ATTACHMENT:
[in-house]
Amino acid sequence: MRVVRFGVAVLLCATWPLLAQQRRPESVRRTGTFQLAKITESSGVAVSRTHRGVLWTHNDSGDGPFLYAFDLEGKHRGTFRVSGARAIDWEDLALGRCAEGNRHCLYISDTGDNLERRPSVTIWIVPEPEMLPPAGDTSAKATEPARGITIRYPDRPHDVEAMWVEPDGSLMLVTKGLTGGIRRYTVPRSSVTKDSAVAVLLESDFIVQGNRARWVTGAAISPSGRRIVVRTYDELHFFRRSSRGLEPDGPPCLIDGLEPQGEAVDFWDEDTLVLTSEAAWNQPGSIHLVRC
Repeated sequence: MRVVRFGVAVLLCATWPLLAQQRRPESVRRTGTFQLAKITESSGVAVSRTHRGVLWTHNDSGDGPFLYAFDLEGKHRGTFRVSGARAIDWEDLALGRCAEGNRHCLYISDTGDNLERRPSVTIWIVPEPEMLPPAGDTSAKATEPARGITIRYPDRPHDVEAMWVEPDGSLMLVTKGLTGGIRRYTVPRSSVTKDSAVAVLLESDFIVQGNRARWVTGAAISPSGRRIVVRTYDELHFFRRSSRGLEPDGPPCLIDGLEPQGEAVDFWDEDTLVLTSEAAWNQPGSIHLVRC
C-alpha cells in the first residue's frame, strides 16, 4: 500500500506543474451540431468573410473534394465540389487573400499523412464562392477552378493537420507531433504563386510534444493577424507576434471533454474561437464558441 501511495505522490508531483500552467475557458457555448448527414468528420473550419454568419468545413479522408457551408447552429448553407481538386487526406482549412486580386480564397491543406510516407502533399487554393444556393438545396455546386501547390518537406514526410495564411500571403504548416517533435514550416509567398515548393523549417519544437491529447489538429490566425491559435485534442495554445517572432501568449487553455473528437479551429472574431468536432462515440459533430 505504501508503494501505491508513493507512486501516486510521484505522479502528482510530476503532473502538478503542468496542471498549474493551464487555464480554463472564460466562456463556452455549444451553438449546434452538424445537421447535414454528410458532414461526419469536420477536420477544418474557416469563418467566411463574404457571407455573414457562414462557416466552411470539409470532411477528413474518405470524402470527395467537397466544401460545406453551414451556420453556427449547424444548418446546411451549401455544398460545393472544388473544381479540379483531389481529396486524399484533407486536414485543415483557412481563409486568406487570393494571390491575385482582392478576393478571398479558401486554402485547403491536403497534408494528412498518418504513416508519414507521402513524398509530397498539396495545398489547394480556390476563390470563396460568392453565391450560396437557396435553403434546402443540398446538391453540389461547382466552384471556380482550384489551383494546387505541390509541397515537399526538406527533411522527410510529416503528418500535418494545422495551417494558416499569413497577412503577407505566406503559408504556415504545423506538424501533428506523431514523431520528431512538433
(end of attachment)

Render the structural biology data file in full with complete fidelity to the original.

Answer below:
[in-house]
Amino acid sequence: MRVVRFGVAVLLCATWPLLAQQRRPESVRRTGTFQLAKITESSGVAVSRTHRGVLWTHNDSGDGPFLYAFDLEGKHRGTFRVSGARAIDWEDLALGRCAEGNRHCLYISDTGDNLERRPSVTIWIVPEPEMLPPAGDTSAKATEPARGITIRYPDRPHDVEAMWVEPDGSLMLVTKGLTGGIRRYTVPRSSVTKDSAVAVLLESDFIVQGNRARWVTGAAISPSGRRIVVRTYDELHFFRRSSRGLEPDGPPCLIDGLEPQGEAVDFWDEDTLVLTSEAAWNQPGSIHLVRC
Repeated sequence: MRVVRFGVAVLLCATWPLLAQQRRPESVRRTGTFQLAKITESSGVAVSRTHRGVLWTHNDSGDGPFLYAFDLEGKHRGTFRVSGARAIDWEDLALGRCAEGNRHCLYISDTGDNLERRPSVTIWIVPEPEMLPPAGDTSAKATEPARGITIRYPDRPHDVEAMWVEPDGSLMLVTKGLTGGIRRYTVPRSSVTKDSAVAVLLESDFIVQGNRARWVTGAAISPSGRRIVVRTYDELHFFRRSSRGLEPDGPPCLIDGLEPQGEAVDFWDEDTLVLTSEAAWNQPGSIHLVRC
C-alpha cells in the first residue's frame, strides 16, 4: 500500500506543474451540431468573410473534394465540389487573400499523412464562392477552378493537420507531433504563386510534444493577424507576434471533454474561437464558441 501511495505522490508531483500552467475557458457555448448527414468528420473550419454568419468545413479522408457551408447552429448553407481538386487526406482549412486580386480564397491543406510516407502533399487554393444556393438545396455546386501547390518537406514526410495564411500571403504548416517533435514550416509567398515548393523549417519544437491529447489538429490566425491559435485534442495554445517572432501568449487553455473528437479551429472574431468536432462515440459533430 505504501508503494501505491508513493507512486501516486510521484505522479502528482510530476503532473502538478503542468496542471498549474493551464487555464480554463472564460466562456463556452455549444451553438449546434452538424445537421447535414454528410458532414461526419469536420477536420477544418474557416469563418467566411463574404457571407455573414457562414462557416466552411470539409470532411477528413474518405470524402470527395467537397466544401460545406453551414451556420453556427449547424444548418446546411451549401455544398460545393472544388473544381479540379483531389481529396486524399484533407486536414485543415483557412481563409486568406487570393494571390491575385482582392478576393478571398479558401486554402485547403491536403497534408494528412498518418504513416508519414507521402513524398509530397498539396495545398489547394480556390476563390470563396460568392453565391450560396437557396435553403434546402443540398446538391453540389461547382466552384471556380482550384489551383494546387505541390509541397515537399526538406527533411522527410510529416503528418500535418494545422495551417494558416499569413497577412503577407505566406503559408504556415504545423506538424501533428506523431514523431520528431512538433